Hashtags have given a new purpose to that seldom used sign above the three on most keyboards. Previously reserved for declaring “We’re number #1” the pound sign, or hashtag, is a great tool for two key social media platforms, Twitter, and Instagram. Although hashtags are of no use on Facebook their worth investing a little time and thought into in order to get the most from your social media strategy.
Simply put, hashtags link topics together. They’re short, often abbreviated, sets of keywords that help people with common interests connect with each other. For example, if I just painted my new yacht and wanted to meet other yacht enthusiasts with whom I could share my experience, I may tweet “Just finished the final coat on my new #yacht. Isn’t she lovely?” People who search for #yacht would discover my tweet, or Instagram post, and perhaps give me a follow or connect in some way. I alternatively could search for #yacht to discover others I want to follow as well.
Put this on the scale of social media, about 500M Twitter users and 100M Instagram users, and you can begin to see the power of this little sign above the number three key.
A few tips and tricks.
Before loading up your post with hashtags take a little time to check the relevancy of your tags. For example, a blacksmith may tag, “Check out my #plate armor” only to discover a search for #plate brings up nothing but fine China and porcelain. Be sure that you’re using the same tags people in the community are using. This is especially true when abbreviations come into play. #SmallBiz is a popular hashtag but #BizMarketing is not.
Beware of PoundLock
That is, limit your hashtags to 1 or 2 per post. Overdoing hashtags makes your business look desperate for attention and will have followers dropping you like a bad habit. Some good rules to remember: post like you’re human, let the conversation flow naturally, be retweetable before asking for a retweet, and don’t tweet like a spam bot.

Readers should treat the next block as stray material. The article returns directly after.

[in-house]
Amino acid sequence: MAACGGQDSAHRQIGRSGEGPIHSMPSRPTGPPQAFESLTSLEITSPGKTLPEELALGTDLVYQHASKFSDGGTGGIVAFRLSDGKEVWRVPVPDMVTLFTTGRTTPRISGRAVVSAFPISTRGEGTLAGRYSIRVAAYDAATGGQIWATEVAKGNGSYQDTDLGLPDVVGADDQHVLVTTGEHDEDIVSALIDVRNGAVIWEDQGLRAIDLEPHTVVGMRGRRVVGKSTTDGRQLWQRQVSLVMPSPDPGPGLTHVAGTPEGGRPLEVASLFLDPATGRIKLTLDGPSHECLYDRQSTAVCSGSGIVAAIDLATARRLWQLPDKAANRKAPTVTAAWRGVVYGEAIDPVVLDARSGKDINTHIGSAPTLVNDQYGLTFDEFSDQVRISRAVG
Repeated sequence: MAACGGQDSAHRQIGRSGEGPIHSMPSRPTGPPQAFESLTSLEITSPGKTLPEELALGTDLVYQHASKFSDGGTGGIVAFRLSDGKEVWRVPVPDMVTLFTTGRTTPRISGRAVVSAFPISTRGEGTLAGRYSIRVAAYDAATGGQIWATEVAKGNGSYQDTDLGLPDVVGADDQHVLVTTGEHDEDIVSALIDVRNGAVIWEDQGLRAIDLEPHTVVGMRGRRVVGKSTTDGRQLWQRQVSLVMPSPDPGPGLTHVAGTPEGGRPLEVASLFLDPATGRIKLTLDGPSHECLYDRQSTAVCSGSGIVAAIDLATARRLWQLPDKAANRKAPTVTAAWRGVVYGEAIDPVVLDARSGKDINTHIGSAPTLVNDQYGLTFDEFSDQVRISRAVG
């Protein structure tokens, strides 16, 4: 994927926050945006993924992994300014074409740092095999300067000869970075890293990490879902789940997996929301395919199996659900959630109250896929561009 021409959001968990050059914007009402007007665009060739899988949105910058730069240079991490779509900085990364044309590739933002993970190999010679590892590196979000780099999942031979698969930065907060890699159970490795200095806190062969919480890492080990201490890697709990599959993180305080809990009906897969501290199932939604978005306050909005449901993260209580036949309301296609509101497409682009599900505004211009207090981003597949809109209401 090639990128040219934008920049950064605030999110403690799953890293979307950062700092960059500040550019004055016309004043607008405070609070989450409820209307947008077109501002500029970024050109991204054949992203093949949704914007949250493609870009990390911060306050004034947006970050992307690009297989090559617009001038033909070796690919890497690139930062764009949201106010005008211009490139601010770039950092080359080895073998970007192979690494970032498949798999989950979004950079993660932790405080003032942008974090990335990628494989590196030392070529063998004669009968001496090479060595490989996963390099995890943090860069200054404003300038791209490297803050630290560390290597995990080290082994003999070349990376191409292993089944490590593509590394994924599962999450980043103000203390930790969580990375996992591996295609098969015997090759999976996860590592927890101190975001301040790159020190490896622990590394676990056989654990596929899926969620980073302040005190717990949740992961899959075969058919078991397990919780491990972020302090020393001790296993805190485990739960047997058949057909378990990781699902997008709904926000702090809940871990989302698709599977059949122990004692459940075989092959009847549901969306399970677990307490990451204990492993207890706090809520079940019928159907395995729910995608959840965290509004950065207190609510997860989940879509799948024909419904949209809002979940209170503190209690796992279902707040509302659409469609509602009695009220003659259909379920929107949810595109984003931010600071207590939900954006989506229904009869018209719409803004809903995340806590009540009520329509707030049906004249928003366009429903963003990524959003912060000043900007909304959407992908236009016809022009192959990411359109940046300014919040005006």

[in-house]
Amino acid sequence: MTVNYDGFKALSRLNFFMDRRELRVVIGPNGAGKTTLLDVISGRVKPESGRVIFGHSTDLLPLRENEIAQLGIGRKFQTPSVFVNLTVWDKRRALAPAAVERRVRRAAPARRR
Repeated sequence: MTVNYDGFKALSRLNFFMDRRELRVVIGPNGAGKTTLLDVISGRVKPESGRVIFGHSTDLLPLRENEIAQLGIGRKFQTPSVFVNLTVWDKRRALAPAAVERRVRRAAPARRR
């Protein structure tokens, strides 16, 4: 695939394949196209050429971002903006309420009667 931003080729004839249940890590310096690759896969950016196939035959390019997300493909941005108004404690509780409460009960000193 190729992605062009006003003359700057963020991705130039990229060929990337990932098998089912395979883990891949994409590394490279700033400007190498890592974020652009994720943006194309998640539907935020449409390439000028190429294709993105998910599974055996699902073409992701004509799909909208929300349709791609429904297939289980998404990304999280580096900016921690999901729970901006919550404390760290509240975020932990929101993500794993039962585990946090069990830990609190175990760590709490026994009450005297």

If you’ve got a wide array of hastags that fit into your social media strategy, mix it up over the month and see which ones are getting the most attention. Pick the best hashtag for your situation, and move on.
Another creative use of hashtags is to create your own.
This is especially handy should your company throw an event or offer a summer sale. Include #SamsDeal, for example, on your marketing collateral to encourage users to join the conversation. You can also use hashtags during competitions. A pet store might ask its users to submit pictures of their pets with the hashtag #BethsPetPals. When the competition is over, a search for the hashtag would filter the results.
Be sure to look out for other events and promotions that you should be listening in on. Let’s say you’re a CD duplication house near Austin Texas, you may want to keep a search going for #SXSW to engage bands looking for CD Duplications around the time of the SXSW musical conference. Or if you love fantasy movies do a search for #TheHobbit and tweet with other geeks about Middle Earth. (Hey, I loved the Hobbit! I can call myself a geek if I want to.)
It’s great to see so many businesses becoming involved with social media. It’s linking communities together like never before. With that, comes a bit of a learning curve for some users. But fret not, there’s not much a hashtag can do that will destroy your business. However, there are some ways hashtags can help your business. By being slightly cautious, conservative, and inquisitive (ie using the hashtags for yourself) you can start leveraging this creative tool to your company’s benefit: engaging new customers, discovering other peers, gaining new insight, and perhaps catching a quick laugh. Instagram and Twitter are great places to connect your business with your customers, as well as with other businesses and professionals in most any industry.